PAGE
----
Washington State coach Mike Leach want the Pac-12s vote against satellite camps changed after he claims an overwhelming majority of the conference supported keeping the camps.
In an interview with the Rich Eisen Show on Wednesday, Leach said 11 Pac-12 programs voted in favor of keeping satellite camps and one program abstained. Leach did not name which program abstained.
“We’re trying to uncover this and I’m sure most of the Pac-12 is trying to uncover this,” Leach said. “So the Pac-12 poll on satellite camps was 11, 11 in favor. Eleven in favor of satellite camps. One abstention. How that unfolds into a vote against satellite camps, I can’t imagine. I can’t possibly imagine. I mean it’s unfathomable. I don’t know if somehow the rule was written in a double negative and a mistake was made. I don’t know.
“If 11 are in favor of something and all of a sudden it’s voted against, something’s wrong. I mean, could be an innocent mistake, but something’s completely wrong. Because our room, when it comes to voting on it, the least I’ve seen is eight. And then I heard when it went forward, it’s 11 with one abstention and we come away as having voted against it. And that needs to be changed and our vote needs to be changed and that needs to reflect the will of the schools in our conference.”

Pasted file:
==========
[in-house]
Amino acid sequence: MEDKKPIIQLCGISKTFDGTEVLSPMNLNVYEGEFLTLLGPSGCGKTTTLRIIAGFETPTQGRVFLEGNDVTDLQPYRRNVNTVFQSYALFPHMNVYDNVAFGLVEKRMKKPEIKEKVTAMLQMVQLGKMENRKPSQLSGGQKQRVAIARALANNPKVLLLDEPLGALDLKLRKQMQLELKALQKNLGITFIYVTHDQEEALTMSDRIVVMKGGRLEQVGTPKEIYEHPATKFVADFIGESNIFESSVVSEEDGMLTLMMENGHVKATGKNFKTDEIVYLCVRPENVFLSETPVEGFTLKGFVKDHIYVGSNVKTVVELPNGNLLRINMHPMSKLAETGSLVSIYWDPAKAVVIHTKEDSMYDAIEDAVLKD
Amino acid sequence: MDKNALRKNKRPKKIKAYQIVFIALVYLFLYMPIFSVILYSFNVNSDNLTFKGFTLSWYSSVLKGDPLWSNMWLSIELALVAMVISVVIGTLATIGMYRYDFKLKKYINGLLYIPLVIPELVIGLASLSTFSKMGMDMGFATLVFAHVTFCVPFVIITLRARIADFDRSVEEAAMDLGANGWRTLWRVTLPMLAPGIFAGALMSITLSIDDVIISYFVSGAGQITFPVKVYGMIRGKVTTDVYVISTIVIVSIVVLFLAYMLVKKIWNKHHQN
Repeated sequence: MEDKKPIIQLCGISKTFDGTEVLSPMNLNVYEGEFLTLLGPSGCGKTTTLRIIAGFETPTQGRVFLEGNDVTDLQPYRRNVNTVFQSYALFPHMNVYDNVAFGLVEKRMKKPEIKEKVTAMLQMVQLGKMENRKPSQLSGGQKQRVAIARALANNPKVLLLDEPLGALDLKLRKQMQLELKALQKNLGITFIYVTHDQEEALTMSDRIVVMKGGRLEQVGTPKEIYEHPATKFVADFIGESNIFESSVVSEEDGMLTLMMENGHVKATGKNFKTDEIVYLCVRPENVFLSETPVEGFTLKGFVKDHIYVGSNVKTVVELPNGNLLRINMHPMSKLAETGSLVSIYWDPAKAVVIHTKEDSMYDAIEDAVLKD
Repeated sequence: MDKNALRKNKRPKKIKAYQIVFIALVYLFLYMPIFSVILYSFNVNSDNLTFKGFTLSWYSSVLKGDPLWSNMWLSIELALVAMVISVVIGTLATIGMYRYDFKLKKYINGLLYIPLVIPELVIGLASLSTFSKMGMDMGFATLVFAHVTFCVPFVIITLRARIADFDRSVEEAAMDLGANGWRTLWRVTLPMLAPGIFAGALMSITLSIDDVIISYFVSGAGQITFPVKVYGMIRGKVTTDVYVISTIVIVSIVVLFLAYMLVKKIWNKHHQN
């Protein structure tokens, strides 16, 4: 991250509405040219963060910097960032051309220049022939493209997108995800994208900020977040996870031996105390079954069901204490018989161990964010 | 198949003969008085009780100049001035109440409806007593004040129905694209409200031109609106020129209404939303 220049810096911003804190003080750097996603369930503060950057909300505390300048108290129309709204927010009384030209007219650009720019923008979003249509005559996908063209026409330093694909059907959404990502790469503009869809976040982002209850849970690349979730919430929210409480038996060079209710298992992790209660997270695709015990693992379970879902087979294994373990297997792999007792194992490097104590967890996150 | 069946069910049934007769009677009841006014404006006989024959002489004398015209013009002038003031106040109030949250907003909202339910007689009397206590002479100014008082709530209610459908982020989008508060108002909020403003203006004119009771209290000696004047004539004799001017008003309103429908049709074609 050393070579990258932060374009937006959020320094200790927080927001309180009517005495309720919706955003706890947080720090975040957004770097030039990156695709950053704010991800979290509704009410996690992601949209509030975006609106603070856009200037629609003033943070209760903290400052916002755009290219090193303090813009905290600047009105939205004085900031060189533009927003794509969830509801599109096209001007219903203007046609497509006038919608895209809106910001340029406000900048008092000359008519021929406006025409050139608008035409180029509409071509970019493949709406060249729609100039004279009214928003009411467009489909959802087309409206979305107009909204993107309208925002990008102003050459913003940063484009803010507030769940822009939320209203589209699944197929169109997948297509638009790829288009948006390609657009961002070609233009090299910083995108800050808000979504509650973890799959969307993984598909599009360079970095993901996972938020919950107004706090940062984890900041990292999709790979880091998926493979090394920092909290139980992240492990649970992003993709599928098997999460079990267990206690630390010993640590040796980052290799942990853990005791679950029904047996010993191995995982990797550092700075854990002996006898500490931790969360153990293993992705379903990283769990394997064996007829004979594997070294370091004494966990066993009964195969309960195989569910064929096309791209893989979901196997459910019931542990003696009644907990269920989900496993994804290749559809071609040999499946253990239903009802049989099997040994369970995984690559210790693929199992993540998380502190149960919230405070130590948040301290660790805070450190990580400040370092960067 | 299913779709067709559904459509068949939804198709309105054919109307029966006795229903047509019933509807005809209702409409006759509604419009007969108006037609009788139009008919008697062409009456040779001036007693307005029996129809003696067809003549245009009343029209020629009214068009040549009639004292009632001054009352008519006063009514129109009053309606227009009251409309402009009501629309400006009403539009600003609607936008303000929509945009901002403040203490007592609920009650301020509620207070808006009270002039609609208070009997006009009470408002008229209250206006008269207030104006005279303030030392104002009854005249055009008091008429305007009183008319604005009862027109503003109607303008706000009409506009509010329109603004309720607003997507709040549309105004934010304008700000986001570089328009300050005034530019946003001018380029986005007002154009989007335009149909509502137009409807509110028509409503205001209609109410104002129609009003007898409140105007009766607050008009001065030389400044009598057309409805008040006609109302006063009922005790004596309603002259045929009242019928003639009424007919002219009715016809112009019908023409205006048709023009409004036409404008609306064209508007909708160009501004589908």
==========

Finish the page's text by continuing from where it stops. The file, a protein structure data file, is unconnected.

UCLA athletic Dan Guerrero was the Pac-12 representative, but a UCLA spokesman told SI earlier this week that Guerrero would not comment on the vote.
Leach has been one of the conference’s most outspoken critics of last Friday’s vote to nix the camps that had been in existence for nearly 10 years without incident.
Leach likened the passing of the rule to changes to the game clock a couple years ago that were designed to slow down up-tempo offenses.
“For all our posturing and pompously parading around pretending everything’s about the student-athlete, we just cut out a whole bunch of opportunities for them and we’ve done it for no better reason than we’re jealously, selfishly trying to guard our recruiting areas or we’re too lazy to work the camps,” Leach said. “And you’ve got a competitive game like college football and some schools just selfishly want to guard their recruiting area and feel threatened competitively. The insecurity that this entire thing is laced with maybe even more disturbing. How can these people be so insecure? Why are they so scared of somebody coming into their area and recruiting? I think it’s crazy on a lot of levels.”
Leach said he has no plans on curbing his crusade to get the satellite camp rule changed and he set on making his protests as visible as possible.
“I think there’s plenty of people that want to selfishly shut (satellite camps) down for their own selfish purposes to protect their recruiting areas or, worse yet, because they’re lazy,” Leach said. “They want to do all their stuff in the dark. They want it shrouded by darkness, secrecy.
“The committee. Well who did it? Them. Well, who’s them? We can’t tell you who them is. They want it shrouded by secrecy. I think we need as much exposure to this as possible because our biggest role is to help work and develop student-athletes and with that said, colleges should actively and diligently work to do that.”
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